My interest in this somewhat waned over the course of the year, but I've been revisiting the last month or so and I've come to the conclusion that it surpasses their debut offering. If lush, orchestral folk is your thing, look no further. The title track is still one of the best of the year.
20. Tommy Keene | Behind The Parade
Power-popper from the 80's releases another record of smart, melodic, power chord, rock n roll.
Honorable mention :
Cirrone | Uplands Park Road
Italian power pop. RIYL : Badfinger and plenty of melody.
Daniel Tashian | Arthur
70's AM radio done the "right" way. I look forward to the new Silver Seas record.
Richard Buckner | Our Blood
Any other year, this would be Top 5 cos it's Richard Buckner. It does have plenty of redeeming qualities, mostly his delivery & lyrical content. As an aside, I wish someone would've asked him if it was necessary to employ that horrible sounding Fender Rhodes on just about every song.
John Moreland | Everything The Hard Way
RIYL : Lucero meets Slobberbone meets The Replacements.
The Phoenix Foundation | Buffalo
This record moves its way through several genres ending up with an epic, intelligent, pop record.
Ralph Covert & The Bad Examples | Smash Record
Three-chord, old school, Beatlesque pop. Fun record, not meant to be taken seriously. Just play the opener 'Big E Chord' and you'll be hooked.
Using the money from a compensation award following a childhood accident, Irish born Thomas Walsh set up a recording facility in a shed in his parents' garden. In the early 1990s, Walsh adopted Pugwash as a stage name and began recording some 150 demos to 4 track and, in 1995, one of those was named Demo of the Year by Irish zine Hot Press. In 1997 he signed a record deal with the now defunct Vélo Records and in 1999 released debut album Almond Tea. Within four weeks of its release it had been placed at No 23 in a list of the top albums of the millennium in Hot Press. In 2002, Pugwash released second album Almanac featuring contributions from collaborator Jason Falkner. Almanac was another collection of similarly melodic and retro-styled songs which invited comparisons to classic 1960s and 1970s pop. The record caught the ear of Andy Partridge, who would go on to name the single "Apples" as the most exciting track he had heard that year. In 2003, they returned to the studio to record a follow-up to Almanac and was involved with the setting up of 1969 Records with Daragh Bohan. The label would go on to release the next two Pugwash albums. The recording of Pugwash's third album Jollity began after Walsh contacted Dave Gregory of XTC through a friend to ask Gregory to write some string arrangements. Impressed with the demos, Gregory readily agreed. After recording at Abbey Road Studios, Gregory introduced Walsh to Andy Partridge, following which Partridge went on to co-write the song "Anchor" with Walsh. Jollity was released on 1969 Records in Ireland on September 23, 2005 and was met with numerous glowing reviews. Walsh announced he had started recording the follow-up to Jollity in May 2007. Later that month he revealed the working title of the record was 11 Modern Antiquities. The record was released on March 23 featuring contributions from Jason Falkner, Dave Gregory, Brian Wilson collaborator Nelson Bragg, Michael Penn and Andy Partridge. Partridge also co-wrote two of the tracks, "My Genius" and "At the Sea". Eleven Modern Antiquities was once again met with acclaim by critics. In January 2009, it was announced that Pugwash had signed a five-year deal with Partridge's Ape House label. The band's first release on Ape House was the compilation album Giddy, a collection of songs from Pugwash's four studio albums as selected by Partridge.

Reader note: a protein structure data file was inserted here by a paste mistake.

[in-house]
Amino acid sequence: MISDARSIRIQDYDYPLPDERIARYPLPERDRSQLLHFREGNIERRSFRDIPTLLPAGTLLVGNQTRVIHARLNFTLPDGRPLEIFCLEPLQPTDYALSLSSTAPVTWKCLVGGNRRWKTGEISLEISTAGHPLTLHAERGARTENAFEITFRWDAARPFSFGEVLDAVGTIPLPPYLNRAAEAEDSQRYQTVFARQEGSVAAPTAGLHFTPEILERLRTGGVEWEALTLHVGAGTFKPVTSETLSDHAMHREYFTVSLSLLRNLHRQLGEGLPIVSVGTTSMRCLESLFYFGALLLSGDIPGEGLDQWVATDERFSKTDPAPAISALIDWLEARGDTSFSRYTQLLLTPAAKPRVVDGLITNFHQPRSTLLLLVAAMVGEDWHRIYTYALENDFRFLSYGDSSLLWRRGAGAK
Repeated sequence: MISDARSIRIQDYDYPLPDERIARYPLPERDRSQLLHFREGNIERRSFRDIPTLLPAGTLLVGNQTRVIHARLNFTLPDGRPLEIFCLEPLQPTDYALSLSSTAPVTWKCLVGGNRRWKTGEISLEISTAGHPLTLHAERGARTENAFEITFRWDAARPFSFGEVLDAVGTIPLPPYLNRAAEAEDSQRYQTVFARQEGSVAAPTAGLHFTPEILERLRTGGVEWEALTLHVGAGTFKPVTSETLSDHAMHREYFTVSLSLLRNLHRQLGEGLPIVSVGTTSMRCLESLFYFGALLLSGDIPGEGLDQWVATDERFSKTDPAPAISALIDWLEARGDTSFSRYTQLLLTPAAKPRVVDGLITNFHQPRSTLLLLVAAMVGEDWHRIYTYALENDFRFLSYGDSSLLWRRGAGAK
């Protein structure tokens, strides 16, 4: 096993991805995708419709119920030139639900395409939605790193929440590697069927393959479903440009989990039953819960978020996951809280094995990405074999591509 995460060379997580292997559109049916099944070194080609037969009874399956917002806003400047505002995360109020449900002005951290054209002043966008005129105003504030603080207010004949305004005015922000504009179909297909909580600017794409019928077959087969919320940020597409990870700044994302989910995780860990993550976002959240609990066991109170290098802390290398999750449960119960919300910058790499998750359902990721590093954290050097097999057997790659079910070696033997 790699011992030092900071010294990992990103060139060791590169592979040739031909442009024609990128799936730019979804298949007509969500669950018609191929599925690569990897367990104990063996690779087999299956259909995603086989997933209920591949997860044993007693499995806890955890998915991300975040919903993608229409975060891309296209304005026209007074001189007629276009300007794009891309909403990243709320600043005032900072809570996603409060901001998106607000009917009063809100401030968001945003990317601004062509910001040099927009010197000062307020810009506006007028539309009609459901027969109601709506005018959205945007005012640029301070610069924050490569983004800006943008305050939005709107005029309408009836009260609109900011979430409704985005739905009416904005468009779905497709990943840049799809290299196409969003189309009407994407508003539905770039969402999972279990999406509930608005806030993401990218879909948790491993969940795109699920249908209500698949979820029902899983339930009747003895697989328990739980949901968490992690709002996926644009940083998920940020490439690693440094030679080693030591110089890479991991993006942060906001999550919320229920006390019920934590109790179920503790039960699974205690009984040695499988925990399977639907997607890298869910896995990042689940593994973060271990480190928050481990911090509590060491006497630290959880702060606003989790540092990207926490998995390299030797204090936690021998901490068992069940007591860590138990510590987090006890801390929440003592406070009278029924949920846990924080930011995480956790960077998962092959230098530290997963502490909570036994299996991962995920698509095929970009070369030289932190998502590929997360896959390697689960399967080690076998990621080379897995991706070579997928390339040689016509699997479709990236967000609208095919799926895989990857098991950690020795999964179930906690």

The new record, The Olympus Sound was released in August, 2011. For what it's worth, Thomas Walsh is the real deal. If you can find their records, buy them. All of them.
RIYL : latter day XTC, Zombies, Beach Boys, harmonies a-gogo, melodies, superb songwriting and all the craft one would want in three minutes.
01. The Season of Flowers & Leaves 02. Apples 03. It's Nice to Be Nice 04. My Genius 05. Answers On a Postcard 06. Monorail 07. Fall Down 08. Cluster Bomb 09. Sunrise Sunset 10. Take Me Away 11. At The Sea 12. I Don't Like It But I Gotta Do It 13. Anyone Who Asks 14. Finer Things In Like 15. Two Wrongs 16. Following Down 17. Song For You 18. Everything We Need 19. Keep Movin On 20. Anchor
The Olympus Sound (2011) 5-7-12 Eleven Modern Antiquities (2008) 4-8-10-11-17 Jollity (2005) 3-20 Almanac (2002) 1-2-6-9-13-16-18-19 Almond Tea (1999) 14-15
With the new Boston Spaceships record, Let it Beard set to drop on August 1st, I've taken it upon my self to create an opener, an appetizer if you will of the Boston Spaceships back catalogue. It's pure rock n roll. Play it again & again & again.
Everything I've read about the new record is summed up perfectly here :